Research article

Offsetting and sustainability: Natural collaboration

The importance of natural capital makes a carbon trading offsetting system a priority

There is plenty of talk about ecosystem services and natural capital – the value that rivers and pasture land, for example, give to the nation. However, there is less practical action on how the managers of these resources can be compensated for the services they provide.

One recent exception is in the field of water supply, where there are now several schemes under which landowners are paid by private water companies to farm in a way that causes less water pollution and so reduces the water company’s costs further down the line. Could there be future opportunities for landowners to work with other industries such as energy producers in this way?

Anyone who is thinking that the world of renewable energy and clean technology is sometime in the future is out of date. That tomorrow is already here

Dr Nina Skorupska, Chief Executive of the Renewable Energy Association

Emily Norton, Head of Savills Rural Research definitely thinks that is the direction of travel. “What we’d like to see is an emissions trading scheme that offers a viable marketplace for energy companies to offset their pollution with carbon credits. Central to the scheme would be recognising the value of carbon stored in soil and paying a fair price to landowners for this service.”

While we often hear about forestry and tree planting as working to offset emissions, less is said about soil. However, all soil captures carbon. “It’s what farmers call the organic matter,” explains Emily. “The higher the measure of organic matter, the higher the level of carbon contained in the soil.” Even soil that is ploughed regularly can act as carbon capture as long as it is having a good deal of organic matter added to it – such as via the growth of a cover crop. “Increasing the level of carbon in the soil is not only good for carbon capture, but also for soil health. “There are multiple environmental benefits to land managers being involved in a carbon trading scheme,” says Emily. “It’s a win-win for them and the environment.”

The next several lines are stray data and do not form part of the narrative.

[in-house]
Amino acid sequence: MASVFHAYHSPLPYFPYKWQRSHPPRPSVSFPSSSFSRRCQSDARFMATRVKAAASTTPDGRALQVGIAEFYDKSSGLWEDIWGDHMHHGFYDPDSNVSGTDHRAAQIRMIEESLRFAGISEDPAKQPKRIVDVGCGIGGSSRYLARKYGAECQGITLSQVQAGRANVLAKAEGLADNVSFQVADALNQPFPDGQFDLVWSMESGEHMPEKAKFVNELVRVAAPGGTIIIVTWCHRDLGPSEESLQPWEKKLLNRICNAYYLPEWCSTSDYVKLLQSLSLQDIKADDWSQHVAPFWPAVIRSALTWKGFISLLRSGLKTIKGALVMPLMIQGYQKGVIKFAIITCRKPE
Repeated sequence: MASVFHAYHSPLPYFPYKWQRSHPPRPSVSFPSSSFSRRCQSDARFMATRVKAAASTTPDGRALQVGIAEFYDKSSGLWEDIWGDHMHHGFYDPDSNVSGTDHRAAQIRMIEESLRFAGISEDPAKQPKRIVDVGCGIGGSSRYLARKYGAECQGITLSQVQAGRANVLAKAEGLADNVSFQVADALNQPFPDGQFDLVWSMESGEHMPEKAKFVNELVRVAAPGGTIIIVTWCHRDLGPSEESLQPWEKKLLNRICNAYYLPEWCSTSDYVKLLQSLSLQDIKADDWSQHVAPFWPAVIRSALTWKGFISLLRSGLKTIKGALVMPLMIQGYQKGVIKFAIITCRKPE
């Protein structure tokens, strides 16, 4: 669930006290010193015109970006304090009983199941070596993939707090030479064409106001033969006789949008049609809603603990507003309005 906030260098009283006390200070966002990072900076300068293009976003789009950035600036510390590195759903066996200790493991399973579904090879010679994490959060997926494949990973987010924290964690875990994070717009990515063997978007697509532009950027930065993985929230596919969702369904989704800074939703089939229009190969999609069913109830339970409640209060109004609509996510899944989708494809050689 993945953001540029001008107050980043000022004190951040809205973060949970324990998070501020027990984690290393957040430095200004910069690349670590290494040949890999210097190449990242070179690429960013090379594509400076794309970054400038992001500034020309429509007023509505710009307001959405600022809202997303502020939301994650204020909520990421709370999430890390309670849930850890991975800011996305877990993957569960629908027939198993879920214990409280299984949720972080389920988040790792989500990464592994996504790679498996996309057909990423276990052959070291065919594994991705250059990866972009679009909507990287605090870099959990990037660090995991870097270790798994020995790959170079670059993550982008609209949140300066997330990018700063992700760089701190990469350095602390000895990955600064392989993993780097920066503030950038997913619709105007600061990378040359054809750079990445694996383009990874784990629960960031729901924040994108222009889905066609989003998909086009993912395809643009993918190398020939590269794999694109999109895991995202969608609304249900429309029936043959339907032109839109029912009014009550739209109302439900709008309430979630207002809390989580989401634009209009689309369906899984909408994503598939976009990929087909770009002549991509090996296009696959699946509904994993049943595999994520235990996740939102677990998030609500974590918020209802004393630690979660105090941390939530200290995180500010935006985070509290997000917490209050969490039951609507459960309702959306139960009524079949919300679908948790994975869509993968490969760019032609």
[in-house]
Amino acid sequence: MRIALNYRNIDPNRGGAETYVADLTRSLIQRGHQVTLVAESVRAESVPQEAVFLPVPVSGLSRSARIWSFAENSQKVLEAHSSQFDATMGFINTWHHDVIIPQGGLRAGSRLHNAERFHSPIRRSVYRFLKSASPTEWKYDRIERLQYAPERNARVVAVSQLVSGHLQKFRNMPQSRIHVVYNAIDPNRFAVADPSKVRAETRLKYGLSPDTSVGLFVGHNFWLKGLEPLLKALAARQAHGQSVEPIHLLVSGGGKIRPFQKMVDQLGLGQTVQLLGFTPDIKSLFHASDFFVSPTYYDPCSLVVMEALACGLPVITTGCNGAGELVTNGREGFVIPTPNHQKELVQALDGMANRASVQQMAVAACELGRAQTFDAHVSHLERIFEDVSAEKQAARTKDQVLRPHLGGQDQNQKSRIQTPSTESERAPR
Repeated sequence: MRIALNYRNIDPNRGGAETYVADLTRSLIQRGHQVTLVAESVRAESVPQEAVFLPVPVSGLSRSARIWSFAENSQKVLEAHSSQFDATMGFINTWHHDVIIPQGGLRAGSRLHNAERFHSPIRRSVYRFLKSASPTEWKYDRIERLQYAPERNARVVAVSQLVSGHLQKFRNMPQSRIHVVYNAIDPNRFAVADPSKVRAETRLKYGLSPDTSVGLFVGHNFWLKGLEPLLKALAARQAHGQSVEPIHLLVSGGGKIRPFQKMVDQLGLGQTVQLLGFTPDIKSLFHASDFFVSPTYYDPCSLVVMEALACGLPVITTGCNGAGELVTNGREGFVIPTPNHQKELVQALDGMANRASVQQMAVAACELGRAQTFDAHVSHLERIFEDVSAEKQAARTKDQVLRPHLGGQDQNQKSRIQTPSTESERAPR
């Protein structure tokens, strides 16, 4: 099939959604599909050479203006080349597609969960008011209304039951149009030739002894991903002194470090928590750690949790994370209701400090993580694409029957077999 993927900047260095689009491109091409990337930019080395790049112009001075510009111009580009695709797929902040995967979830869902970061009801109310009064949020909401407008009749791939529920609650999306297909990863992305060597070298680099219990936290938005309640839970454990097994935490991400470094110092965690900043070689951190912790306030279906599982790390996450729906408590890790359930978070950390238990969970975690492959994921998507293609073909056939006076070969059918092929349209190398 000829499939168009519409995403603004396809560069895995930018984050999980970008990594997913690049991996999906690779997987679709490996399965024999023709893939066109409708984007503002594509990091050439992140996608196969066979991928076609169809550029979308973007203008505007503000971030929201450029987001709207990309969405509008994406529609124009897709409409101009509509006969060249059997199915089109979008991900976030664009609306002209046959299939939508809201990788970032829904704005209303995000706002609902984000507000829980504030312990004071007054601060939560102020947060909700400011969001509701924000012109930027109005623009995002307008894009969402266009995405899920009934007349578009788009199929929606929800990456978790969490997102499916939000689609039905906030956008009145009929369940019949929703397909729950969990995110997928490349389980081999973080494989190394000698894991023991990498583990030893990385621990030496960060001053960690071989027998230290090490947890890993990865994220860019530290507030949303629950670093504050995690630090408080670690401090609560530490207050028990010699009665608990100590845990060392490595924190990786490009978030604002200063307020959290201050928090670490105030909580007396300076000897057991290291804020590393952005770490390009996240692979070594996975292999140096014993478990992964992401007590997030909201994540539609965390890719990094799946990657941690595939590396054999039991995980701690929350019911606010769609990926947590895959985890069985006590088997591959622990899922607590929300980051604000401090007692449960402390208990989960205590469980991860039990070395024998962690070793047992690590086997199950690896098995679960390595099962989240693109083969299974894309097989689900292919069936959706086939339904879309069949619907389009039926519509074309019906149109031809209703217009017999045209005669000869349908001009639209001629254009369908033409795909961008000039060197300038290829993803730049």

Figure 3

Carbon storage potential The carbon storage potential of different habitats (tonnes of carbon per hectare)
Source: Natural England

So, is such a scheme likely, or just a pipe dream? “When the Government announced its 25 Year Environment Plan, it made it very clear that the system of agricultural support was going to change and that public money would be in exchange for public goods,” Emily points out. “Pair this with the message at the heart of the proposed Environment Bill that the ‘polluter pays’, and the landscape is perfectly set for a carbon offsetting system where polluters who need to mitigate their emissions can pay those who have the natural resources to capture the carbon.”

Currently, all publicly listed companies have to calculate and declare their carbon emissions. Only the very largest energy consumers (about 1,000 in the UK) are required to offset these emissions through the EU’s Emission Trading Scheme and the Government is required to limit the country’s emissions as a whole to meet EU targets.

However, as Savills Sustainability director Lizzie Jones points out, an actual commitment to sustainability isn’t about off-loading the carbon abroad: “What we want to aim for is a UK-wide collaboration where businesses can link up with UK schemes to offset their emissions.” She cites commercial buildings in London teaming up with rural estates to offset their carbon footprint. “We are seeing increased interest from commercial owners to off-set part or all of their properties’ emissions through local tree planting or similar schemes.”